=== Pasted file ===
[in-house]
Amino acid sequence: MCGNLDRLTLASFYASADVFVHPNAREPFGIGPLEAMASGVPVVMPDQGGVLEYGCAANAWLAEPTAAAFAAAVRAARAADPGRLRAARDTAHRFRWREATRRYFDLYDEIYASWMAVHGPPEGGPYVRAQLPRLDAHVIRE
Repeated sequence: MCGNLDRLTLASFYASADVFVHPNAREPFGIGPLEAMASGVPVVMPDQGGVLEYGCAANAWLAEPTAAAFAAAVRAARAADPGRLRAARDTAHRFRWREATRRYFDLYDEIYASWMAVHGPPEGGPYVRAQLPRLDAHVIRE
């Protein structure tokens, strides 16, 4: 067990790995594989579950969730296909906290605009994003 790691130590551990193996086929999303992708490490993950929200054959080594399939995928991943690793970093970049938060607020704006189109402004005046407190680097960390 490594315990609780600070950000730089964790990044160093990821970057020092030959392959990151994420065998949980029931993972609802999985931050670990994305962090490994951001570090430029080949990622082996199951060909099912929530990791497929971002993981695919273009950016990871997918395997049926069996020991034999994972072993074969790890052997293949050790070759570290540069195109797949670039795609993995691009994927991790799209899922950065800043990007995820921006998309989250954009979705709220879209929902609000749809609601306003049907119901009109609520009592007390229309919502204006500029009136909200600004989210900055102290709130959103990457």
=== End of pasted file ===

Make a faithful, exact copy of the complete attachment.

[in-house]
Amino acid sequence: MCGNLDRLTLASFYASADVFVHPNAREPFGIGPLEAMASGVPVVMPDQGGVLEYGCAANAWLAEPTAAAFAAAVRAARAADPGRLRAARDTAHRFRWREATRRYFDLYDEIYASWMAVHGPPEGGPYVRAQLPRLDAHVIRE
Repeated sequence: MCGNLDRLTLASFYASADVFVHPNAREPFGIGPLEAMASGVPVVMPDQGGVLEYGCAANAWLAEPTAAAFAAAVRAARAADPGRLRAARDTAHRFRWREATRRYFDLYDEIYASWMAVHGPPEGGPYVRAQLPRLDAHVIRE
């Protein structure tokens, strides 16, 4: 067990790995594989579950969730296909906290605009994003 790691130590551990193996086929999303992708490490993950929200054959080594399939995928991943690793970093970049938060607020704006189109402004005046407190680097960390 490594315990609780600070950000730089964790990044160093990821970057020092030959392959990151994420065998949980029931993972609802999985931050670990994305962090490994951001570090430029080949990622082996199951060909099912929530990791497929971002993981695919273009950016990871997918395997049926069996020991034999994972072993074969790890052997293949050790070759570290540069195109797949670039795609993995691009994927991790799209899922950065800043990007995820921006998309989250954009979705709220879209929902609000749809609601306003049907119901009109609520009592007390229309919502204006500029009136909200600004989210900055102290709130959103990457």